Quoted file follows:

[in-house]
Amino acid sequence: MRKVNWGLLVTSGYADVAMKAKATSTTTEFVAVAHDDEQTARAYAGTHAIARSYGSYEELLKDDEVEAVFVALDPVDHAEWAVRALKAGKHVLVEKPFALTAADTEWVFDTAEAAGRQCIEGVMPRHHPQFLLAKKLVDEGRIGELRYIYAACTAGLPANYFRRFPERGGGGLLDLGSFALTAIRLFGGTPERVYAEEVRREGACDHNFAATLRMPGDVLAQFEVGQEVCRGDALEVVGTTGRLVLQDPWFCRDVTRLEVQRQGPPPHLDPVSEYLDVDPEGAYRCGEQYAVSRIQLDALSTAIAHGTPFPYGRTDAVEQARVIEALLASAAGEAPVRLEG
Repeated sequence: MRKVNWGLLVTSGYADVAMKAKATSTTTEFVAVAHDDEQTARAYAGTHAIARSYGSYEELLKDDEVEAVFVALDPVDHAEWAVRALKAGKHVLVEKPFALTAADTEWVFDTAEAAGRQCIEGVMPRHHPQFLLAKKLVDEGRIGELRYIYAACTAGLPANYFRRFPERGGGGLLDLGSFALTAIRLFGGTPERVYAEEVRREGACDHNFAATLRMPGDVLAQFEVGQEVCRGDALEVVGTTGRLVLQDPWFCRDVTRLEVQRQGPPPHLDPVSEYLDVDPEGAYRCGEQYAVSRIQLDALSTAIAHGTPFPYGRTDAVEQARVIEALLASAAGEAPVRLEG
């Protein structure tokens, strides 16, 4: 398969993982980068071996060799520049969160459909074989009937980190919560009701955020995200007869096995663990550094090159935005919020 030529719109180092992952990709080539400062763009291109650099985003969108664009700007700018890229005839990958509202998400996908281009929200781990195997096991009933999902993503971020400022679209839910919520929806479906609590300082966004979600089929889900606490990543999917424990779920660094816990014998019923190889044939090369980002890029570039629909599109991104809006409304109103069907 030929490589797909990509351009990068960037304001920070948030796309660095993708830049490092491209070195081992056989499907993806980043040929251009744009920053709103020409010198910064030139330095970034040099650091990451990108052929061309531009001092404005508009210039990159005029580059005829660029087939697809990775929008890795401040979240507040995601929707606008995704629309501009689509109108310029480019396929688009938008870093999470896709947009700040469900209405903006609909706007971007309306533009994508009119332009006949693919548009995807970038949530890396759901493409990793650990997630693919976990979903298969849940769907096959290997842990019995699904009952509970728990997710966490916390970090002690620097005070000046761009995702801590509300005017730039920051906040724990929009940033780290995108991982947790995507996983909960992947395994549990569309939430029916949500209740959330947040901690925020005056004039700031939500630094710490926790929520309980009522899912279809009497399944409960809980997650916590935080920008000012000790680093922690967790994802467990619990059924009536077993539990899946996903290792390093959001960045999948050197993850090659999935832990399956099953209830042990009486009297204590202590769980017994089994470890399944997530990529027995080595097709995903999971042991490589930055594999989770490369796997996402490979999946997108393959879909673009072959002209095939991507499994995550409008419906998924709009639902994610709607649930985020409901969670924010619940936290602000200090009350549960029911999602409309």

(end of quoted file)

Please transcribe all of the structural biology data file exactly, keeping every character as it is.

[in-house]
Amino acid sequence: MRKVNWGLLVTSGYADVAMKAKATSTTTEFVAVAHDDEQTARAYAGTHAIARSYGSYEELLKDDEVEAVFVALDPVDHAEWAVRALKAGKHVLVEKPFALTAADTEWVFDTAEAAGRQCIEGVMPRHHPQFLLAKKLVDEGRIGELRYIYAACTAGLPANYFRRFPERGGGGLLDLGSFALTAIRLFGGTPERVYAEEVRREGACDHNFAATLRMPGDVLAQFEVGQEVCRGDALEVVGTTGRLVLQDPWFCRDVTRLEVQRQGPPPHLDPVSEYLDVDPEGAYRCGEQYAVSRIQLDALSTAIAHGTPFPYGRTDAVEQARVIEALLASAAGEAPVRLEG
Repeated sequence: MRKVNWGLLVTSGYADVAMKAKATSTTTEFVAVAHDDEQTARAYAGTHAIARSYGSYEELLKDDEVEAVFVALDPVDHAEWAVRALKAGKHVLVEKPFALTAADTEWVFDTAEAAGRQCIEGVMPRHHPQFLLAKKLVDEGRIGELRYIYAACTAGLPANYFRRFPERGGGGLLDLGSFALTAIRLFGGTPERVYAEEVRREGACDHNFAATLRMPGDVLAQFEVGQEVCRGDALEVVGTTGRLVLQDPWFCRDVTRLEVQRQGPPPHLDPVSEYLDVDPEGAYRCGEQYAVSRIQLDALSTAIAHGTPFPYGRTDAVEQARVIEALLASAAGEAPVRLEG
């Protein structure tokens, strides 16, 4: 398969993982980068071996060799520049969160459909074989009937980190919560009701955020995200007869096995663990550094090159935005919020 030529719109180092992952990709080539400062763009291109650099985003969108664009700007700018890229005839990958509202998400996908281009929200781990195997096991009933999902993503971020400022679209839910919520929806479906609590300082966004979600089929889900606490990543999917424990779920660094816990014998019923190889044939090369980002890029570039629909599109991104809006409304109103069907 030929490589797909990509351009990068960037304001920070948030796309660095993708830049490092491209070195081992056989499907993806980043040929251009744009920053709103020409010198910064030139330095970034040099650091990451990108052929061309531009001092404005508009210039990159005029580059005829660029087939697809990775929008890795401040979240507040995601929707606008995704629309501009689509109108310029480019396929688009938008870093999470896709947009700040469900209405903006609909706007971007309306533009994508009119332009006949693919548009995807970038949530890396759901493409990793650990997630693919976990979903298969849940769907096959290997842990019995699904009952509970728990997710966490916390970090002690620097005070000046761009995702801590509300005017730039920051906040724990929009940033780290995108991982947790995507996983909960992947395994549990569309939430029916949500209740959330947040901690925020005056004039700031939500630094710490926790929520309980009522899912279809009497399944409960809980997650916590935080920008000012000790680093922690967790994802467990619990059924009536077993539990899946996903290792390093959001960045999948050197993850090659999935832990399956099953209830042990009486009297204590202590769980017994089994470890399944997530990529027995080595097709995903999971042991490589930055594999989770490369796997996402490979999946997108393959879909673009072959002209095939991507499994995550409008419906998924709009639902994610709607649930985020409901969670924010619940936290602000200090009350549960029911999602409309």